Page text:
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poetry Speaking of Disinformation

“I was trying to understand, on a smaller scale than national politics,” writes Vermont poet Rebecca Starks, “how an obvious falsehood can seem obviously true to someone else.”

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Speaking of Disinformation

By Rebecca Starks

I am remembering for a friend

who grew up in a household

with an alcoholic father

whose illness was kept secret

from the kids, only the mom knew

why all the copies of the key

to the car trunk were broken off

but one, the one he kept with him—

I am remembering for her

how one day while the kids

watched cartoons on the couch

they found a half-empty

vodka bottle wedged between the cushions

and brought it to their mom,

not knowing what it was,

and how later that evening when

the father had them all stand

in front of the couch where he sat

on one cushion, their mom on the other,

hands folded in her lap, a cardboard

storage box resting on the crack

between them, and once everyone was still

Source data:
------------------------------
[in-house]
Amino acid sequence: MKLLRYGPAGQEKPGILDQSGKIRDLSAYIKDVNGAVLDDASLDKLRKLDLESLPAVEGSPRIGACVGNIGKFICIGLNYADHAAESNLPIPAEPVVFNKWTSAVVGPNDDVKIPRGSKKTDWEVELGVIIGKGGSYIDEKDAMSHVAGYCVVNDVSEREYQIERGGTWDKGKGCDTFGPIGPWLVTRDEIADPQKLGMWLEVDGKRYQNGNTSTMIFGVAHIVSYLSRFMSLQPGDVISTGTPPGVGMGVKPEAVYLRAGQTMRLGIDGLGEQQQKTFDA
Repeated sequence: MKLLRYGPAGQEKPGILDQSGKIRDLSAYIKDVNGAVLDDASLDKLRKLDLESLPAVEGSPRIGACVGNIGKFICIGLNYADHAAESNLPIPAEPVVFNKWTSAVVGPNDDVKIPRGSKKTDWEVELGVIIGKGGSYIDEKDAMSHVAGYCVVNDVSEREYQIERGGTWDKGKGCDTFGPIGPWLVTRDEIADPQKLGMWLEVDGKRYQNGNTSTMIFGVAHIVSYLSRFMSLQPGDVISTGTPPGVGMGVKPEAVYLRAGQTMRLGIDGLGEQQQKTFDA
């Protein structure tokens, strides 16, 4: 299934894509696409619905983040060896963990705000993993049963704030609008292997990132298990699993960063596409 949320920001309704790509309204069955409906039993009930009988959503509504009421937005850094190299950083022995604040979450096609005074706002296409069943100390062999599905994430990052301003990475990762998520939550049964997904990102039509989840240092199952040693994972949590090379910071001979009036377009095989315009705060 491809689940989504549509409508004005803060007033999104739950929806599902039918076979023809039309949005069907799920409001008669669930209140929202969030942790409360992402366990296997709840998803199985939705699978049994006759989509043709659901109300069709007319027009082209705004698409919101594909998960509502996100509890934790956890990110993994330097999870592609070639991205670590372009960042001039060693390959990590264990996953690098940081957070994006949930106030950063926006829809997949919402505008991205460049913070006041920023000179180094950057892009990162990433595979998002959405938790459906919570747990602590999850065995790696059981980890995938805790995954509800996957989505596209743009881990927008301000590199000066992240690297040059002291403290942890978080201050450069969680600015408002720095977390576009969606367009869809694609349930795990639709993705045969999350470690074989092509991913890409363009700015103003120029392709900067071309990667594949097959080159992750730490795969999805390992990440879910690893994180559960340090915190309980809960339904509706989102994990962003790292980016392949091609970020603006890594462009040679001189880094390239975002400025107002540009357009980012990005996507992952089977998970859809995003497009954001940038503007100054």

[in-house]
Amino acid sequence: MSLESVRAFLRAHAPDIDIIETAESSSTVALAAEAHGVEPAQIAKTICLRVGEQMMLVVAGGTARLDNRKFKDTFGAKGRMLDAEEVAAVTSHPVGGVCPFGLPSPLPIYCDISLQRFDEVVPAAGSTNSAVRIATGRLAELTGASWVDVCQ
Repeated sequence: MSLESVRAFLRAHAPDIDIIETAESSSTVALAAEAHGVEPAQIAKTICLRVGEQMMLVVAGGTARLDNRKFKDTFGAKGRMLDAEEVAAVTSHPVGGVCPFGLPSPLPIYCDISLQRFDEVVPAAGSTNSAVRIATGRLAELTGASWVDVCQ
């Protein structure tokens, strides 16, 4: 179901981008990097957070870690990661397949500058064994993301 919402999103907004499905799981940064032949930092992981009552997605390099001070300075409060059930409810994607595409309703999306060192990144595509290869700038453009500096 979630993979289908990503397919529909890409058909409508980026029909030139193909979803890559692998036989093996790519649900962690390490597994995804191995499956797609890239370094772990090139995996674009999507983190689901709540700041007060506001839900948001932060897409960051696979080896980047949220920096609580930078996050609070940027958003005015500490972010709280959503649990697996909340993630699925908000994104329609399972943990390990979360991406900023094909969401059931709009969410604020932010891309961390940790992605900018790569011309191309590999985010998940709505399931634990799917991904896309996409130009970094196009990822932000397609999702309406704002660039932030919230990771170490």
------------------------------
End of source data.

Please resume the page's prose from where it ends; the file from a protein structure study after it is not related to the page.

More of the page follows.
proceeded to explain

that this bottle was a prize

he was meant to give out

at an awards ceremony, it had come

in this cardboard box, with its two

sets of flaps he opened

to demonstrate how it must have

slipped out and fallen between

the cushions, where some of it

evidently spilled and evaporated—

how the kids wouldn’t have remembered

beyond that day to this

except that it seemed so strange

and formal, the way he called

a press conference about it

when it was plain as day:

the box, the bottle, the crack

between the cushions.

Rebecca Starks is the author of the poetry collections Time Is Always Now, a finalist for the 2019 Able Muse Book Award, and Fetch, Muse, forthcoming from Able Muse Press. Her poems and short fiction have appeared in Baltimore Review, Ocean State Review, Slice Literary, Crab Orchard Review, Tahoma Literary Review, and elsewhere. Winner of Rattle‘s 2018 Neil Postman Award for Metaphor, she is a co-founder of Mud Season Review and on the board of Sundog Poetry. She works as a freelance editor and workshop leader; teaches for the Osher Institute of Lifelong Learning program at the University of Vermont; and plays violin in the Me2 Orchestra, in support of its mission to reduce stigma surrounding mental illness. She lives with her family in Richmond, Vermont.